Behind the scenes at the Catalan National Assembly. The ANC is like a Yes Scotland that didn’t dissolve. Strikingly the ANC was formed in March 2012, just two months before Yes Scotland; one organisation grew to greatness and one disappeared. In order to for the wider Yes movement to learn from the ANC, We could initially compare it to the organisation set to lead the grass roots (non political party affiliated) independence movement in Scotland: the Scottish Independence Convention.
The Catalan National Assembly inside the building
As the ANC has been in operation for almost five years it wouldn’t be fair to directly compare it to the SIC; to do that would be to place Queen of The South on the same field as Barcelona: the ANC and SIC are simply in different leagues.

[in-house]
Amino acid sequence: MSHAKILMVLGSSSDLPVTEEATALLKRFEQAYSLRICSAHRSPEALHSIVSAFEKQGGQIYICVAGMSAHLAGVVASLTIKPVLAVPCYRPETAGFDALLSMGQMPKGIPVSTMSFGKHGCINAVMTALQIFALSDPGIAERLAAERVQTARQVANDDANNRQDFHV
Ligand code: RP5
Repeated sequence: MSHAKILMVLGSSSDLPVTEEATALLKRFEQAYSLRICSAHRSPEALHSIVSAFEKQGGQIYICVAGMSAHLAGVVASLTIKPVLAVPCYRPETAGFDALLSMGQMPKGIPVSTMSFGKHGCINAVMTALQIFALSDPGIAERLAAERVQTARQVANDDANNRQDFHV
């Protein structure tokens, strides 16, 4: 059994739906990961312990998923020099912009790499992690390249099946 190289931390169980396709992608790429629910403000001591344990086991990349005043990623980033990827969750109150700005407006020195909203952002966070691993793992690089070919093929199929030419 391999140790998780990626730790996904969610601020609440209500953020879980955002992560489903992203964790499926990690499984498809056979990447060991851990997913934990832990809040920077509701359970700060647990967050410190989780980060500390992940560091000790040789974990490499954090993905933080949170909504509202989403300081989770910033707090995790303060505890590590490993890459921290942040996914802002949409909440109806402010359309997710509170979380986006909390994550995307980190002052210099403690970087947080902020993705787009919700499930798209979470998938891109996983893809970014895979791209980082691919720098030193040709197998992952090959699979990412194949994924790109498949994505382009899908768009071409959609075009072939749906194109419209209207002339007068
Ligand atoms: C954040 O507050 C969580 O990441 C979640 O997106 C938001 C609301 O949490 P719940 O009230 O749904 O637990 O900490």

The key facts on the ANC:
584 local assemblies
38 foreign assemblies
52 social and professional interest-based assemblies
The national secretariat consists of 77 elected members who sit on various committees. Heads of committees meet weekly.
The group is “non political” and has no official relationship with any political party.
It is entirely funded by its members: 38,000 “full time” members and over 40,000 “associate members”
They have offices in Barcelona, with ten full time staff.
Impressive for an organisation less than five years old, and this shows the scope of what is possible for a grass roots movement pushing for Independence. So what of Scotland and its grass roots organisation? Who should lead and what should that movement look like?
Well, as far as I can see no one is asking “the movement” who should lead. It’s time to start the ball rolling.
Although hardly the biggest sample (Twitter poll below) it seems that our movement is saying only one thing clearly: we want/need a grass roots organisation. It is less clear which organisation should lead, or how that organisation should be structured.